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How things stand in the mushroom sector

The rainy season is upon the Netherlands, and autumn is here again. When the weather turns, the mushroom season begins anew. In the summer, it was doom and gloom for the sector, with several companies filing for bankruptcy. The industry has also had to deal with rock-bottom prices for its products. How do traders and exporters currently see the market?

The market
There is not much demand for mushrooms in the summer, so the market is mostly quiet then too. Things were, however, a little different this year. “We usually have to deal with surpluses at the end of August,” says Paul Verhoeckx of Verhoeckx mushrooms in Kerkdriel, the Netherlands. “Now, there are shortages on the market. Some growers have fewer mushrooms per square meter.” These low yields have to do with last year’s lesser quality compost. The straw, in particular, was too dry, thanks to 2018’s dry summer.

Different kinds of mushrooms and packaging.

Besides the issue with the quality of the compost, the sector also had to contend with a large mushroom grower going belly-up at the start of the summer. “For the first time in six or seven years, we are seeing mushroom prices rising again,” says Forest Flavour’s Suresgopi (Gopi) Selvanayagam. Forest Flavour is a mushroom cultivation and trading company based in Boekel in the Dutch province of North Brabant. “Competition means prices have been adjusted upward, which benefits the whole sector. Last year, we were selling entire crates for €3, now our mushrooms are going for €2/kg."

Despite the shortages, the market was still fluctuating wildly at the end of August/beginning of September. “Sometimes we made double the number of sales in one week compared to the previous week,” says Gopi. “This was mostly due to the weather. When it is warm, the demand for mushrooms from both the hospitality as well as the consumer sector drops. When it gets colder, this demand increases.”

The hot weather also affected cultivation. “A week of  40°C + temperatures still affects a company, even six weeks later,” says Noud Spetgens of Nesco, another mushroom company in Boekel. “The problems found in regular cultivation are also relevant to our organic cultivation. For example, we also had issues with inferior quality compost. Conventional growers had fewer third mushroom run rejections because of infections than organic farmers did. All-in-all, we had about 15% lower yields than last year. And although this brings a better price on the market, it does not really benefit the grower. I think 15% per kg has to be added to mushrooms’ purchasing price across the board, for both organic and conventional products, if growers want to make a little money. Since we work on fixed prices, the shortages on the market have little influence on the price of organic mushrooms.”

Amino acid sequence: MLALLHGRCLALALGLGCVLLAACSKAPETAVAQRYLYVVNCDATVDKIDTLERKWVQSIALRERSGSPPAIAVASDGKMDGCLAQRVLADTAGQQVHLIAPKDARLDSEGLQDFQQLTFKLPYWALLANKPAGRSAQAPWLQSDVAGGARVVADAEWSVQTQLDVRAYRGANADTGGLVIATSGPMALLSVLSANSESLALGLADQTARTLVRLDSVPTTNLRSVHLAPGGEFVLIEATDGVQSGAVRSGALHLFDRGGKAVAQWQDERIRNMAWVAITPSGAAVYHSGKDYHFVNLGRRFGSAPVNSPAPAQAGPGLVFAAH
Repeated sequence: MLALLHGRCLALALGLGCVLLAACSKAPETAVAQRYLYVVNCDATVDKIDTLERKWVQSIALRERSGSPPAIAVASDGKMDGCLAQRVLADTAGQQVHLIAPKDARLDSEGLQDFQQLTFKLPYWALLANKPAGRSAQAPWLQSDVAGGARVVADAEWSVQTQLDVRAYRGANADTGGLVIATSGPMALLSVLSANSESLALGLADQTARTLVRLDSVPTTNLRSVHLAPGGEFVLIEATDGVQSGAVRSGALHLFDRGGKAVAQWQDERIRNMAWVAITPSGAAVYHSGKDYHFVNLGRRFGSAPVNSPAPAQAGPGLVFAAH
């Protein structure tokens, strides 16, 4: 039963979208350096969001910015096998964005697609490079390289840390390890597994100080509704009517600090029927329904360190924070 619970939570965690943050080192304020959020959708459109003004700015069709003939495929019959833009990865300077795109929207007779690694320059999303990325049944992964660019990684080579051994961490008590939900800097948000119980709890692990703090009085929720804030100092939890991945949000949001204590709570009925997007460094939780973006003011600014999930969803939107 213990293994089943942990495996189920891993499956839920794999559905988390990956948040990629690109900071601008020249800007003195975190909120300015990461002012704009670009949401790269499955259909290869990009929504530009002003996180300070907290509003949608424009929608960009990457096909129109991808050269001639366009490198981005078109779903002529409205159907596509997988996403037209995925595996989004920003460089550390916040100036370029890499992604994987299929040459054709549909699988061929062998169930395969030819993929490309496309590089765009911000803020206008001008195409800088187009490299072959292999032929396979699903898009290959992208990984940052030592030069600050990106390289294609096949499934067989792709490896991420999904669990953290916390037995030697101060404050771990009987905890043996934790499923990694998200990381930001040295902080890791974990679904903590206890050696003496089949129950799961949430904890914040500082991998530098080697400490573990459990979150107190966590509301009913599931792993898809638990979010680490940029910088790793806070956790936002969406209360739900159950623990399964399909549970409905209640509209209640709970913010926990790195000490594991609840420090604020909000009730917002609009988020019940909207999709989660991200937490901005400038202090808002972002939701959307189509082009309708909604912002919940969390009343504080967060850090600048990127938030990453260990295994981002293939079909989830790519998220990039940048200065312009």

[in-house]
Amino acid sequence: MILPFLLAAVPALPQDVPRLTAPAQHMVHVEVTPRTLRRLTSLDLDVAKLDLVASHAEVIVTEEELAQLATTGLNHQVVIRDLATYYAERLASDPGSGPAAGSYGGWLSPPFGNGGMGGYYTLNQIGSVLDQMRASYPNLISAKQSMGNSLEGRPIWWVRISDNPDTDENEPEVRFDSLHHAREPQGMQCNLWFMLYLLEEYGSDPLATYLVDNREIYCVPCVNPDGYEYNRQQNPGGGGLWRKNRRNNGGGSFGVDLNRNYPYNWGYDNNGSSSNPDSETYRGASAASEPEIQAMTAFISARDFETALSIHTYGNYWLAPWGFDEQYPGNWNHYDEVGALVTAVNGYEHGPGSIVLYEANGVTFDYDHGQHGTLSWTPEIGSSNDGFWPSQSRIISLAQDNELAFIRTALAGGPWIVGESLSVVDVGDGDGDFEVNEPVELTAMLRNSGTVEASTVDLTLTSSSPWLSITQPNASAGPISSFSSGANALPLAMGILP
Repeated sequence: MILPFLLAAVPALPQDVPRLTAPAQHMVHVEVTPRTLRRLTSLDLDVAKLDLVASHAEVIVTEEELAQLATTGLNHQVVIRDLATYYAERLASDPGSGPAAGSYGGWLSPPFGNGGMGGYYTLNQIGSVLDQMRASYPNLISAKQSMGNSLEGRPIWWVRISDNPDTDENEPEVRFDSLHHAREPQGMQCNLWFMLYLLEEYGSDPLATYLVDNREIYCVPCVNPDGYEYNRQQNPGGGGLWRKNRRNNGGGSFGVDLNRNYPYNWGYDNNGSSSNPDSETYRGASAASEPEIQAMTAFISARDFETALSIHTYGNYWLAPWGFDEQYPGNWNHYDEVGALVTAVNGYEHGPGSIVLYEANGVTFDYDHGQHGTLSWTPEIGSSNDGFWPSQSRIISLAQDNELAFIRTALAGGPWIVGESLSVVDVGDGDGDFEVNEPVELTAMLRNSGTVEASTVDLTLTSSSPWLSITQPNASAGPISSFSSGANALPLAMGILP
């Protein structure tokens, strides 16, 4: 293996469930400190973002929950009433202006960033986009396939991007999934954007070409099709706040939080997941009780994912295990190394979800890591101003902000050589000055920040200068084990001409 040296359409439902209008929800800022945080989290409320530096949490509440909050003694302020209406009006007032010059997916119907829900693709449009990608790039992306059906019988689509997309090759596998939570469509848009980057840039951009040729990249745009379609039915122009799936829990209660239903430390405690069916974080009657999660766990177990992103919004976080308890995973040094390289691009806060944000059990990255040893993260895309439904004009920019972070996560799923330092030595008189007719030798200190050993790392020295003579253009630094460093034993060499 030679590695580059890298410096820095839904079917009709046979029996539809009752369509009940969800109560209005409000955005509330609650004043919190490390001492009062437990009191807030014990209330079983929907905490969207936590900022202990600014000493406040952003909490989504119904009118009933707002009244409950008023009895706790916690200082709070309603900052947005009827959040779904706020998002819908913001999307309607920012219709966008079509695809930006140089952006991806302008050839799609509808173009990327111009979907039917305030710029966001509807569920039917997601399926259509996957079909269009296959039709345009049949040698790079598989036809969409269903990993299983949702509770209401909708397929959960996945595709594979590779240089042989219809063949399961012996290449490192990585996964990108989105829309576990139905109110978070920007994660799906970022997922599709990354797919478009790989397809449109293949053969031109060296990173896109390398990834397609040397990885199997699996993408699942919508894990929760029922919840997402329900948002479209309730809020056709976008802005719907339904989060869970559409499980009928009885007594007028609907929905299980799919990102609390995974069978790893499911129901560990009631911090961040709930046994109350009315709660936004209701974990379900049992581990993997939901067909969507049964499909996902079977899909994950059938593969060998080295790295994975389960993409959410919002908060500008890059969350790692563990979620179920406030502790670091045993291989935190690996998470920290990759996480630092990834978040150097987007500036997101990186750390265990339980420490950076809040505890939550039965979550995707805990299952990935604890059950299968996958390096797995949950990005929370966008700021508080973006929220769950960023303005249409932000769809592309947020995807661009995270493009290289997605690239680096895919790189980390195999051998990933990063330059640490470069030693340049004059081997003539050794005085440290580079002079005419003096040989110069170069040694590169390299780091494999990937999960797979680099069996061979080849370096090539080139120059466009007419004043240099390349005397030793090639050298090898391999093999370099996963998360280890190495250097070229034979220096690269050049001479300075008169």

Although prices are on the rise in the Netherlands, Paul Verhoeckx does not expect the Dutch retail sector will go looking for overseas products. “They prefer having Dutch mushrooms on their shelves than those from a country such as Poland, for example. Other production countries have had to deal with dry, hot weather and inferior quality compost too.”

There are more kinds of edible mushrooms than you would think

Import and export
The fear of a mushroom shortage may be unfounded when one takes Dutch export figures into account - 75% of the mushrooms in the Netherlands are earmarked for the export market. One of the most important of these export markets in the United Kingdom. It is uncertain what effect the looming Brexit, planned for October, will have on this trade. “We are keeping various scenarios in mind at the moment,” says Westland Mushrooms’ Harold Schuurmans. This company is based in the Dutch town of De Lier.

Arie Verburg of Fresh Mushrooms Europe has seen the demand for mushrooms growing. “At the same time, we are waiting in anticipation for what Brexit could eventually bring.”